Exploring Big Cypress National Preserve, part 2

If you missed part 1, you can find it here. Big Cypress encompasses several different environments, and they each require a specific mode of transportation. Many places are accessible with your own vehicle, despite any warning signs you might see…

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Many of the roads are hard packed sand and are easy to navigate…

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They offer a stunning array of scenery and wildlife opportunities…

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Other areas can only be reached via hiking trails. We started out on the Gator Hook Trail. At the start, it looked something like this…

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With scenery like this…

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Then it became a bit muddier…

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As you can see, Steve is having second thoughts about this hike. And with good reason, the rest of the trail looked like this…

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We hadn’t really planned for a wet hike, so we decided to head back and check out some of the other trails. One of the neat things about Big Cypress is they have several boardwalk hikes. Most are less than a mile and are wheelchair accessible. You can see almost all of the same scenery, but with dry feet.

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What do you think of this in black and white?

The boardwalk at the Kirby Storter Roadside Park has a chickee near the beginning of the trail…

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As the boardwalk meanders through the forest/swamp, you can’t help but notice the changes in the landscape. Cypress knees begin cluttering the forest floor…

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Most of the cypress trees were logged out during the late 1800’s. But every now and then, you can find one that has been around a while. I have no idea how old this tree is, but the plastic water bottle near the base of it gives something for scale. (There was actually very little litter in the preserve)

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The boardwalk ends at a large viewing platform with several benches…

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While Steve was talking with another visitor, I watched the anhinga looking for its lunch…

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Another day, Steve and I hiked out to Deep Lake. Since we were there during the dry season, the path was pretty easy to walk. There were a few places where getting wet was the only option. At least we were prepared this time…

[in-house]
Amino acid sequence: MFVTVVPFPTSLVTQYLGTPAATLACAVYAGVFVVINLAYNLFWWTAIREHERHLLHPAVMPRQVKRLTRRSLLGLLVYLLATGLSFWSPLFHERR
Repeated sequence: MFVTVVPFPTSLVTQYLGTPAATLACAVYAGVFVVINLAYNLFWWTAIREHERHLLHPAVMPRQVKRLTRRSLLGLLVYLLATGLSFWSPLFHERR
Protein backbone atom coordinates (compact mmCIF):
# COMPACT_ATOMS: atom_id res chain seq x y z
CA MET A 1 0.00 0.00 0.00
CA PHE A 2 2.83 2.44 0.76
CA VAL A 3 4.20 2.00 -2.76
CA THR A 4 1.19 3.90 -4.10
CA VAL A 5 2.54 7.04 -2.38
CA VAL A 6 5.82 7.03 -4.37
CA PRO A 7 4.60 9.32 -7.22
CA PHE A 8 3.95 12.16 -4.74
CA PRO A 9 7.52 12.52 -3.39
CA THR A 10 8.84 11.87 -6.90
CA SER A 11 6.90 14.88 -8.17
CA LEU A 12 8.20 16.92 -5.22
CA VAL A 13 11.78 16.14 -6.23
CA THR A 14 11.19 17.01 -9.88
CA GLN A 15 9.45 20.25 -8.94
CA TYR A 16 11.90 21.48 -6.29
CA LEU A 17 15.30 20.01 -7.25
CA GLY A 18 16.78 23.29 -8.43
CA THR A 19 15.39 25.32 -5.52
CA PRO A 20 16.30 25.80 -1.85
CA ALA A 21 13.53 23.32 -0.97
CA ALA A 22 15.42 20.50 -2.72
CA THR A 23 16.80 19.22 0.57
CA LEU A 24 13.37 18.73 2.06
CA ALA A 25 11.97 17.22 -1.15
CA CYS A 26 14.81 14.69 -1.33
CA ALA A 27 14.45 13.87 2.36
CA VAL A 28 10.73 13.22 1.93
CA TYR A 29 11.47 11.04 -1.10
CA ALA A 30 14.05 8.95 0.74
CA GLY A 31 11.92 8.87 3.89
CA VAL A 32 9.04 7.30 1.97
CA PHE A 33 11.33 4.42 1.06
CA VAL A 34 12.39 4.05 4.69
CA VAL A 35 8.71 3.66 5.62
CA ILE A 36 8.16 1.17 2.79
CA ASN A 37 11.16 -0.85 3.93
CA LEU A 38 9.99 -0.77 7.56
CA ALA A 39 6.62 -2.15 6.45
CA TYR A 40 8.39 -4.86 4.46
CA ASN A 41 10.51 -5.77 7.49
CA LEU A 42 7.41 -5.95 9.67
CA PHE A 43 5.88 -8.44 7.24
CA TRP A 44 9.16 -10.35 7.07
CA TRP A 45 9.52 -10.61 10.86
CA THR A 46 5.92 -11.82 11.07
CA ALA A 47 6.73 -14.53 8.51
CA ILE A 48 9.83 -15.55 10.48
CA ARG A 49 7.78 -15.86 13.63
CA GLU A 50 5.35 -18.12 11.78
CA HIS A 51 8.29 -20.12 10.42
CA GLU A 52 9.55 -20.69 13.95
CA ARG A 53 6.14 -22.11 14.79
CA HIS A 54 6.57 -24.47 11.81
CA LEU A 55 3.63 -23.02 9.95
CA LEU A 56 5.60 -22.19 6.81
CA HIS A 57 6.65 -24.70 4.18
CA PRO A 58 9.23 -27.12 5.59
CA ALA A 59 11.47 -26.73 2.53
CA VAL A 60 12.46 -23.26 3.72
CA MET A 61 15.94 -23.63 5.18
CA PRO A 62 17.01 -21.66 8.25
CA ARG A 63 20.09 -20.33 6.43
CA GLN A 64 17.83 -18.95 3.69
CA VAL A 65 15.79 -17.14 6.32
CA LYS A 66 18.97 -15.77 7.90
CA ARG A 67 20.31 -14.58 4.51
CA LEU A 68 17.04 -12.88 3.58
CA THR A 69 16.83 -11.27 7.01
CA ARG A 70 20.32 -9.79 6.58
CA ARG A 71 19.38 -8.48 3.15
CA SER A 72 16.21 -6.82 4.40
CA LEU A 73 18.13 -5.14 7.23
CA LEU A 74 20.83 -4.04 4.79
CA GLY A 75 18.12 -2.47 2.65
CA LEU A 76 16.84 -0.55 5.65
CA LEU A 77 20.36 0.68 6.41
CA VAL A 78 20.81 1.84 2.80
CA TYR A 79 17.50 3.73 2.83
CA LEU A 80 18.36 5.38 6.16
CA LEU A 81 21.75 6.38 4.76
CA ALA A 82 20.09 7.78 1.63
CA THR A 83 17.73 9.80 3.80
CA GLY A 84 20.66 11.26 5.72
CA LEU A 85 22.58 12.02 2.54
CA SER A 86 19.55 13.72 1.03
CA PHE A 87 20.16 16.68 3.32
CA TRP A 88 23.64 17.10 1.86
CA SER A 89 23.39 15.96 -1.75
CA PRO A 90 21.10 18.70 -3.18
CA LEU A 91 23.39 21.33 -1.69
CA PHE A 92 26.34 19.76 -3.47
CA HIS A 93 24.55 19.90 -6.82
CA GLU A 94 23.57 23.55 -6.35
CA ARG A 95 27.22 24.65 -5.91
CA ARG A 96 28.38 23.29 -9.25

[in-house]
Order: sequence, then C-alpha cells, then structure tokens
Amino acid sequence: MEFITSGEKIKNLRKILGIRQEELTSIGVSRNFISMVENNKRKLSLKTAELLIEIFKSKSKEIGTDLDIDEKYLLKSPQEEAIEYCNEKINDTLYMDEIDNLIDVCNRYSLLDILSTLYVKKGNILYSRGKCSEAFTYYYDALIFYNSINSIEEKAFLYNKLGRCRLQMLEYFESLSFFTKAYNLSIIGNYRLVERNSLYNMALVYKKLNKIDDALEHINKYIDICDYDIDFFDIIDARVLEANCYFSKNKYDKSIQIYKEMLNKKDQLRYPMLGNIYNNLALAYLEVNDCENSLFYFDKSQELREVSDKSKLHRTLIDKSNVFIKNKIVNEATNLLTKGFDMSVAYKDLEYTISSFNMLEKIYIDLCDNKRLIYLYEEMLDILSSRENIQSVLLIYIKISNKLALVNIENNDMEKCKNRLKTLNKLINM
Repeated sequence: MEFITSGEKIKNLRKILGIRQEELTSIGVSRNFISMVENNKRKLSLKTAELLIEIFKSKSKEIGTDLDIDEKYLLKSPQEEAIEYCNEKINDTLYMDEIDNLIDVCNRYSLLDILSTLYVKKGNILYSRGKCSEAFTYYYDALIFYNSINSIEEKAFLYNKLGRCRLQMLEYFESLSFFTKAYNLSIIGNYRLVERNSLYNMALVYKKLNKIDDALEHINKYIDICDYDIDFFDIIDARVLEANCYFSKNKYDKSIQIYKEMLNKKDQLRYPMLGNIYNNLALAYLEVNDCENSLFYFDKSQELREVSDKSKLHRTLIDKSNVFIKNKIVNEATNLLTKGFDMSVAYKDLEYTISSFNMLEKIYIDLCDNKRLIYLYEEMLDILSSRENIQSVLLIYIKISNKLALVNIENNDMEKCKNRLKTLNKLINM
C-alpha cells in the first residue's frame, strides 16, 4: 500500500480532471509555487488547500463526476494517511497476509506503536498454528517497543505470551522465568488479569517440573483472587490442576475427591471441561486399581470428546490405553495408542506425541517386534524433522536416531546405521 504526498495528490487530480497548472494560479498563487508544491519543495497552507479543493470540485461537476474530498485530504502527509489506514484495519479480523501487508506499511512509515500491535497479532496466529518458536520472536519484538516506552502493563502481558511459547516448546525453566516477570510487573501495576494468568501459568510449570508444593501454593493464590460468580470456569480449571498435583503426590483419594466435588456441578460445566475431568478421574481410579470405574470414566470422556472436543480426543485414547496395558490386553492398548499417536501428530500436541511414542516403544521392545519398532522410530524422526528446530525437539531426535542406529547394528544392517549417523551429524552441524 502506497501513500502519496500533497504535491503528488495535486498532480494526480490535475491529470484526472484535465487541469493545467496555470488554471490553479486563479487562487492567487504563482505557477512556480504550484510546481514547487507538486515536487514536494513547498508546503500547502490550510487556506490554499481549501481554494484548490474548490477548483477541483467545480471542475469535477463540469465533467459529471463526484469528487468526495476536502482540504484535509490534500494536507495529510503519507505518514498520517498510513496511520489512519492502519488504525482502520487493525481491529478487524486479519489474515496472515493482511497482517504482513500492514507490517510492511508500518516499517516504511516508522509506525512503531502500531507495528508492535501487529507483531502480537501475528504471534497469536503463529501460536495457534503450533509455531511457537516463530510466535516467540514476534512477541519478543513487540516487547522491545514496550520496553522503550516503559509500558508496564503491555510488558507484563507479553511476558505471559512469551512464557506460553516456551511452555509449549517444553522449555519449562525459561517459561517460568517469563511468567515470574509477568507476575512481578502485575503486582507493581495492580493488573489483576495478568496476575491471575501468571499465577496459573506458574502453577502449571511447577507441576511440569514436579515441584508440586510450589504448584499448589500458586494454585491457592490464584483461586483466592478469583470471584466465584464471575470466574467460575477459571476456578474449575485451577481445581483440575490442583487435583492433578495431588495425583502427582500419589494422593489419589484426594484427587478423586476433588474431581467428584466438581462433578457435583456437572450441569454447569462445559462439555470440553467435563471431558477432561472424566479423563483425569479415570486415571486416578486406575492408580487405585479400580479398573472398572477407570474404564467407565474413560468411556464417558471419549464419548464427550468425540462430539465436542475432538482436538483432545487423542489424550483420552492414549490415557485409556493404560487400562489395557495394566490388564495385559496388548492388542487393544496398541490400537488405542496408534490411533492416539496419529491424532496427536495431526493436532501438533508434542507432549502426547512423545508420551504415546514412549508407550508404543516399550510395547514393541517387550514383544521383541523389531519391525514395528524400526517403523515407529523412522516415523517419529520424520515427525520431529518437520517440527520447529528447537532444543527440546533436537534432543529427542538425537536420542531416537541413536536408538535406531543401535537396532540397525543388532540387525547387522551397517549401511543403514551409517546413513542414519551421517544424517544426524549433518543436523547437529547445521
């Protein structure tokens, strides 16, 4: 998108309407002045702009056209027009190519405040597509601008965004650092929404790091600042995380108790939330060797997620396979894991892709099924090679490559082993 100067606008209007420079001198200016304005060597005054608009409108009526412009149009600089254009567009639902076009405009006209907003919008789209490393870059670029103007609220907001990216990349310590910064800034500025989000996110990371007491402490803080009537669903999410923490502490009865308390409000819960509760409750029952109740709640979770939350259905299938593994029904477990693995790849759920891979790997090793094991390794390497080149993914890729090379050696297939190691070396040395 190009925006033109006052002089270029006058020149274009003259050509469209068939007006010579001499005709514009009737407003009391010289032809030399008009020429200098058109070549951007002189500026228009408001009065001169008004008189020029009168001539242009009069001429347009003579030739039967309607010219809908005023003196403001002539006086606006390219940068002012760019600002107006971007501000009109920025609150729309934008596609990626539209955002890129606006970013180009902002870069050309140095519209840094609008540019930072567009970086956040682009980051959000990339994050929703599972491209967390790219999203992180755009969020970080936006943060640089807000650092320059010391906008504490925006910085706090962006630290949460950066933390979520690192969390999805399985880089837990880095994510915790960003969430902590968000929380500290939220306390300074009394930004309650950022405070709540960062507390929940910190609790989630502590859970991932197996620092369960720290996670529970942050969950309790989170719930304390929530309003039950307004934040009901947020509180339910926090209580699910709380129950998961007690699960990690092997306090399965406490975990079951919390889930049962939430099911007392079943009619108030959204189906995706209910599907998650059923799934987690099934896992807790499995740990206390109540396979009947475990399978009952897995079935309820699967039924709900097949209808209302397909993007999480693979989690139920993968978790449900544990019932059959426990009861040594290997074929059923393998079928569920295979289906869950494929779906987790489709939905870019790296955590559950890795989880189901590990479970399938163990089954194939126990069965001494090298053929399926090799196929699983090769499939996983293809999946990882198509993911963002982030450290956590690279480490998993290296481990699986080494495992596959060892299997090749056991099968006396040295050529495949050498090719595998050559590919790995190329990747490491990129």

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Deep Lake is a naturally occurring sinkhole lake and is over 90 feet deep.

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How many alligators do you see? Hint, there are more than 5

One of the benefits of hiking versus driving, is you can just stop and check things out. You will see things you would have otherwise missed. Like the neat pattern the fungus made on this tree…

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Or the blooms of the bromeliads…

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Or the lizards,

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A strangle fig with its victim,

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A squirrel hiding in a tree,

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Or a liguus tree snail…

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For me, kayaking is probably the next “slowest” way to take in the sights.

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I imagine during the wet season, all of this is underwater.

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Other ways to get into the “back country” are airboats…

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And my personal favorite – swamp buggies…

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There are lots of places you can take airboat or swamp buggy eco tours, but we opted not to on this trip. Maybe next time!

Until then…

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We say “Thanks for coming along!” and we always love reading your comments!

8 thoughts on “Exploring Big Cypress National Preserve, part 2”

  1. Hi guys, finally got around to looking up your blog. it looks like you are really enjoying yourself Gary and I are
    doing ok. Miss you both very,very,much. Enjoy you two, love you, Karen and Gary

    Like

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